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Small Biz Insider: Entrepreneurship Took His Journey From Prison Life Sentence to CEO

Published Jan 28, 2021 by Maggie Martin

small biz insider

Bryan Kelley, CEO of the Prison Entrepreneurship. Photo courtesy of PEP.

Prison Entrepreneurship Program

Bryan Kelley, CEO of the Prison Entrepreneurship. Photo courtesy of PEP.


Participants of the Prison Entrepreneurship Program. Photo courtesy of PEP.

After Bryan Kelley was given a life sentence for murder in 1992, he said he was tired of being a part of the problem and wanted to be a part of the solution. 

That was the beginning of Kelley’s journey with the Prison Entrepreneurship Program, which connects the nation’s top executives, entrepreneurs, and MBA students with convicted felons. Over 2,600 men have graduated from the PEP since it launched in 2004.

Kelley is one of them. Three years ago, he became CEO, overseeing about 30 employees and up to 3,000 active volunteers.

Small Biz Insider host Maggie Martin talks with Kelley about his journey and how PEP arms participants with the knowledge and skills they need to succeed when they return to society.  Here are the highlights.

On why entrepreneurship strikes such a chord with program participants

“I think because they can see themselves as an entrepreneur," said Kelley. "They can see themselves as a small business owner. And it’s interesting, most of the guys, from their very survival on the street, know a lot about business…They may not think about it in true business terms, but they have those natural skills. And they are excellent at reading people and recognizing those opportunities.”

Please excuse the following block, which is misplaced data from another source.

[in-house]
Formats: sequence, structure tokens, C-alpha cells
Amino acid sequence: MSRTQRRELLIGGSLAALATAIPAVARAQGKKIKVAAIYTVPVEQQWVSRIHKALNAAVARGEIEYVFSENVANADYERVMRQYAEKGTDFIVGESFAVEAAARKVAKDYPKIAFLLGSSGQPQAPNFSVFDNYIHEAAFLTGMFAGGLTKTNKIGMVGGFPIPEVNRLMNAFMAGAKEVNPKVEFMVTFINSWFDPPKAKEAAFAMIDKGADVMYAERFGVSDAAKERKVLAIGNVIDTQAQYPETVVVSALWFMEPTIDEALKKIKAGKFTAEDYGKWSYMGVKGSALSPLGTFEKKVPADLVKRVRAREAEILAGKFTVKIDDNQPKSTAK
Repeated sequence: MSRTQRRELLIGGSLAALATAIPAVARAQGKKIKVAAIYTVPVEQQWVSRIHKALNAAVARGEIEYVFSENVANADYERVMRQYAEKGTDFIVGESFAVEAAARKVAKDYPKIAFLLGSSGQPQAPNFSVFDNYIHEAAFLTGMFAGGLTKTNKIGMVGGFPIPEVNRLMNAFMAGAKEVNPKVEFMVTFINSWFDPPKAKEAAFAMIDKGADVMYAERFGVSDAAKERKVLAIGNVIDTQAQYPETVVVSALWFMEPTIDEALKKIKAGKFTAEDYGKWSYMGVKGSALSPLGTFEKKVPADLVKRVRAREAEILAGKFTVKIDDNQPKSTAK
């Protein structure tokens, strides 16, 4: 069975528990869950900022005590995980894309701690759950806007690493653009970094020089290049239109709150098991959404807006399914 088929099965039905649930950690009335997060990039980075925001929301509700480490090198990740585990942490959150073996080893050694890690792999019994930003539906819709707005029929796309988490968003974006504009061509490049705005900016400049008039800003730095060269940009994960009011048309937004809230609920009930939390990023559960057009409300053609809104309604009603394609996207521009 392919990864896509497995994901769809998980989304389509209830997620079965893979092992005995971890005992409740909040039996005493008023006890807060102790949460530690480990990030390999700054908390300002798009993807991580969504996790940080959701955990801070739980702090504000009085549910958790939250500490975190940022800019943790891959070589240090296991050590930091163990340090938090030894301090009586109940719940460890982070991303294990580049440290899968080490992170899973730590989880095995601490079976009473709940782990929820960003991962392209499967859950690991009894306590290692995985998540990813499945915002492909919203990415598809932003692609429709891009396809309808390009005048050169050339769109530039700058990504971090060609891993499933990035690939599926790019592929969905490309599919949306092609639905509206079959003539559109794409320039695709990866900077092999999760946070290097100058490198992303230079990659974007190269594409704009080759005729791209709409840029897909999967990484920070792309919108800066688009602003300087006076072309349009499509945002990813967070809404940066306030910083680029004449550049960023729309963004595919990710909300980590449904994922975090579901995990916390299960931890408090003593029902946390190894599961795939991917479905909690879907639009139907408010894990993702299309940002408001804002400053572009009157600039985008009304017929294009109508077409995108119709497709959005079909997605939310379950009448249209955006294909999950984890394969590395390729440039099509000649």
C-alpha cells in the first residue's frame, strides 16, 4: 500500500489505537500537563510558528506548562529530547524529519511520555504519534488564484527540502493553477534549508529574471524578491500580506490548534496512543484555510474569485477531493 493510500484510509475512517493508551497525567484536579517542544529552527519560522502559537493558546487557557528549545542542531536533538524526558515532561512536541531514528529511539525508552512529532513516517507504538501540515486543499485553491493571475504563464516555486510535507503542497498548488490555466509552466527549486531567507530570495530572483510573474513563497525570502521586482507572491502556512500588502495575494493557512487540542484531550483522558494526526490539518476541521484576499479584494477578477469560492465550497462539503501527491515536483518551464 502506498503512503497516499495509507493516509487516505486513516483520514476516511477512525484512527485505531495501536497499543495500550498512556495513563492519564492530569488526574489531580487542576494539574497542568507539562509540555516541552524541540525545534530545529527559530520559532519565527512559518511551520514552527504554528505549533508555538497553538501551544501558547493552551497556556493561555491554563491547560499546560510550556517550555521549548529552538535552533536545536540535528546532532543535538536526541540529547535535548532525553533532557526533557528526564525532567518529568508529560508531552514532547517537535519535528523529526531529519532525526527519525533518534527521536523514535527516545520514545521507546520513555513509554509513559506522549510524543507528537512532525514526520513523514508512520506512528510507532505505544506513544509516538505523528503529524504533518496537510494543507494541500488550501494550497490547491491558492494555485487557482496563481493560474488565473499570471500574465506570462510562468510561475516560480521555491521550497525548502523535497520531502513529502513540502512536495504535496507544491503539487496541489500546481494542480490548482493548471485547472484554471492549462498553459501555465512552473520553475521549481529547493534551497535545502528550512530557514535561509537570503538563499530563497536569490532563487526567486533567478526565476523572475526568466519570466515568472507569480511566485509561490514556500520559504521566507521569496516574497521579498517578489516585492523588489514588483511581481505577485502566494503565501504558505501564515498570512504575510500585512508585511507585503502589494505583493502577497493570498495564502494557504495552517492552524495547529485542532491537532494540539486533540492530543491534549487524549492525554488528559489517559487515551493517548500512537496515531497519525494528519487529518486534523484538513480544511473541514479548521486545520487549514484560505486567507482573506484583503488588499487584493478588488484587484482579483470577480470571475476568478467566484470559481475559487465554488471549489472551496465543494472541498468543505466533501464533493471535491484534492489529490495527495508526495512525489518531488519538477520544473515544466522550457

On how PEP graduates are part of an untapped labor pool in Texas

Only about 20% of guys will get out and attempt to start a business, said Kelley. The other 80% will be  work for someone else. He PEP's training prepares these participants to be quality employees. 

“And, you know, think about this. You’re coming out of prison…you are desperate to go to work, you want to find a place where you fit in, where you add value, where you can earn a livable wage. And, typically, if someone gives them a chance to do that, they become the most loyal employees.”

On barriers facing returning citizens face after prison 

“Here I am - CEO - I was seeking out an apartment a couple years ago and I looked at several, paid several application fees, and everybody was turning me down for a felony on my record from 26 years prior. And it just highlighted for me the difficulty that the guys are going through as well. We have placed so many barriers to reentry, it’s amazing anybody makes it. And I get it, my crime is big and I own that and I realize that there’s going to be some challenges that I chose in my life, but from the very smallest charge, guys just run into so many obstacles, every sentence is a life sentence.” 

On the greatest opportunities for PEP graduates in Houston

Kelley noted Houston is such an interactive, diverse city.

"We work well together and there's a lot of job opportunities...We’re doing an amazing job of getting guys jobs, especially right here in Houston. We have a bunch of them come back to Houston. The city works well together, it’s innovative, there’s a lot of things to do with the Ship Channel and there is so much commerce in Houston. Our guys, who have worked on character and understand business, fit in well.” 

Small Biz Insider is presented by: 

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The Small Biz Insider podcast is part of our digital series highlighting entrepreneurs in the greater Houston region who are making a big impact in the small business community. 

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